Paul Butler is a Santa Clarita resident and a client partner with Newleaf Training and Development of Valencia (newleaftd.com). The views and opinions expressed in this article are those of the author and do not necessarily represent those of The Signal newspaper. For questions or comments, email Butler at [email protected]

Paul Butler: Follow the leader

When I was a young English schoolboy, we used to play a game called “Follow the Leader.”  

Did you play that here as a kid? The basic premise of the schoolyard game was that one person was designated the leader, and everyone else fell into their role as followers. Where the leader walked the followers walked. What the leader did the followers did.  

Sometimes the leader walked where some followers didn’t want to go, or they did what some followers weren’t prepared to do, and so some followers dropped out.  

A metaphor, if analyzed enough, will eventually break down, but let’s explore the workplace application of this simple game for a couple of minutes.

For the game to work, there was just one leader. I often think in many workplaces around the world part of the problem is there are so many layers of supervision, management and executives that the followers don’t know who to follow.  

On the flip side, it can be very dangerous, of course, when one leader has all the power. As Lord Acton famously said: “Power tends to corrupt, and absolute power corrupts absolutely.”

The followers did what the leader wanted them to do. I often think the problem inside many teams and organizations is not so much a lack of leadership but rather a lack of followership. I remember when I was a full-time employee, a boss telling me straight: “Paul, you are not easy to lead.” This was a paradigm shift for me. From that day forward, I made a concerted effort to be a better follower. 

On the flip side, we should draw the line if our leader walks somewhere we know we shouldn’t walk or instructs us to do something we know we shouldn’t do.  

At this point, we stop being followers, and — if necessary — become whistleblowers. We should speak up if the command is fraudulent; if it could cause a safety hazard; if the request is immoral or goes against our own personal core values. If no action is taken by the powers that be (i.e. human resources) we should consider looking for a new line to join (i.e. get another job).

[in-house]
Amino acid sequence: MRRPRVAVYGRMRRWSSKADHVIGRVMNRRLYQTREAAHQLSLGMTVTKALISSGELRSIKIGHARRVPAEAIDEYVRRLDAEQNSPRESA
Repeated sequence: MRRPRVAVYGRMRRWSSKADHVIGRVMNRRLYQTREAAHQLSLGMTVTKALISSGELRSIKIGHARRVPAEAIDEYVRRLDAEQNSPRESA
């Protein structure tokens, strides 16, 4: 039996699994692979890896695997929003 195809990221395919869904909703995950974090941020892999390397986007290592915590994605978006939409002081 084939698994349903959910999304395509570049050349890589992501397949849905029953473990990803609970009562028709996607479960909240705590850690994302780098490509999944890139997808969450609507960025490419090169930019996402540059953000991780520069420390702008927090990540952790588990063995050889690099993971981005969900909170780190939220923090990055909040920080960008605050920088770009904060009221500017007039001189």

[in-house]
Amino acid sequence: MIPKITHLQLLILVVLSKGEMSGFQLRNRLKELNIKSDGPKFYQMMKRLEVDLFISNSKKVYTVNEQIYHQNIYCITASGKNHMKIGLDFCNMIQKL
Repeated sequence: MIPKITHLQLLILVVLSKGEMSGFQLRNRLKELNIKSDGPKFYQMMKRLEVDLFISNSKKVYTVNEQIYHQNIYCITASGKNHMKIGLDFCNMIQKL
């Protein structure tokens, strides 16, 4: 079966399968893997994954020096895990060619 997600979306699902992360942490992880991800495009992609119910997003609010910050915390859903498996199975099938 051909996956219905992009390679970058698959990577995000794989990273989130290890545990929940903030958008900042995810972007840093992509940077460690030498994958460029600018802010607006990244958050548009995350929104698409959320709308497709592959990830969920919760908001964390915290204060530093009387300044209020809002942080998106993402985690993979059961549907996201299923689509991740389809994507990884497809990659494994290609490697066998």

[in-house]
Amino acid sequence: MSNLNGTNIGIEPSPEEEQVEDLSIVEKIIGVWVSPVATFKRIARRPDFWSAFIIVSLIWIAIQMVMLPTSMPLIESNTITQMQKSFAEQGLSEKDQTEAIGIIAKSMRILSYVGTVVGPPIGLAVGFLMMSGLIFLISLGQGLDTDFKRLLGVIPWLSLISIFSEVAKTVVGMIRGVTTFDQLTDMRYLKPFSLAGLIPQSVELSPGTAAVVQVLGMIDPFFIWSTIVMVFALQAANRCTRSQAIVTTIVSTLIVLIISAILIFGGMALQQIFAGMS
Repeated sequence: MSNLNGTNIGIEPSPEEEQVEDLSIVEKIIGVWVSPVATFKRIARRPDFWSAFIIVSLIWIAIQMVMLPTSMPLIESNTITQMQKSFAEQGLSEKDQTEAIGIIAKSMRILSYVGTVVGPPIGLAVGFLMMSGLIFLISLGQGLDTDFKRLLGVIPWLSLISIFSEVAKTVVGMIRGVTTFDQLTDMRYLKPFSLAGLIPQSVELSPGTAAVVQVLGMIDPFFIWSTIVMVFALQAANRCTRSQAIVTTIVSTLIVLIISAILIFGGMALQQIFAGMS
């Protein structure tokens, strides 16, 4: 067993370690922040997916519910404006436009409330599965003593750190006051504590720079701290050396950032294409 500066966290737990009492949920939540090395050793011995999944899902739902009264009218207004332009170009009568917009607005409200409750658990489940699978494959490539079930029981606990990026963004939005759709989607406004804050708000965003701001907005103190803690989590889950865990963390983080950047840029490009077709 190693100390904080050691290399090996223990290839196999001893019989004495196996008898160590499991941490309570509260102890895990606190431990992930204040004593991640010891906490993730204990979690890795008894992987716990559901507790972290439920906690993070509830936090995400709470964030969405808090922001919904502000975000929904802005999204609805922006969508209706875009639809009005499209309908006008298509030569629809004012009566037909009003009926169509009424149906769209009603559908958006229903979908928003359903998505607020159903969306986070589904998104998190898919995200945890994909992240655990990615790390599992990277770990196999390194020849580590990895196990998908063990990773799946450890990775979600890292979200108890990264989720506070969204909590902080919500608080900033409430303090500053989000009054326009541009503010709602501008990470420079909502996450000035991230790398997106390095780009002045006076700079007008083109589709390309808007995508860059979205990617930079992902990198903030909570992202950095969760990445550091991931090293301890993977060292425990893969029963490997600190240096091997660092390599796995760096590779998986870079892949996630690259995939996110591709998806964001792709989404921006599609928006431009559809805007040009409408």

In the schoolyard game, some followers dropped out if they didn’t want to follow the leader anymore or were called out by the other followers for not doing what the leader wanted them to do. 

One of the best things an unhappy employee can do is to quit. Likewise, I believe one of the worst things an unhappy employee can do is not quit but stay. Unhappy employees can drag others down with them — they become like a toxic poison within the organization.  

If unhappy people are unprepared to stand up or speak up, respectfully, about what needs to change, they should drop out of the game.

I can still see the game being played out in my distant memory — a line of schoolchildren weaving uniformly through the schoolyard. An interesting phenomenon took place when the line was walking together well — more school children joined the game. 

The line got bigger and bigger. 

My observation has been when a team of individuals follow their leader well, it has a positive impact on the organization. In time, the organization becomes a “great place” to work. People have a passion for the work they do. The organization then becomes a talent magnet and more people want in than those who want out.  

I have observed this to be the case when teams are clear on their mission; have a line of sight toward a compelling vision and operate, promote and reward toward a set of noble, honorable values.

There are so many books, podcasts, keynotes and articles about leadership but very few on the subject of followership. If our leader is a man or woman of high character and high competence, let’s follow their lead. There’s no perfect organization, as we’re all imperfect people, but always be a positive influencer as a follower.

Good followers are hard workers who go the extra mile. Good followers look for solutions rather than magnify problems and contribute ideas constructively. Good followers are attentive listeners and effective time managers. Finally, as the lesson I had to learn — followers must be easy to lead. There’s a time for leadership and a time for followership.

Paul Butler is a Santa Clarita resident and a client partner with Newleaf Training and Development of Valencia (newleaftd.com). The views and opinions expressed in this article are those of the author and do not necessarily represent those of The Signal newspaper. For questions or comments, email Butler at [email protected]

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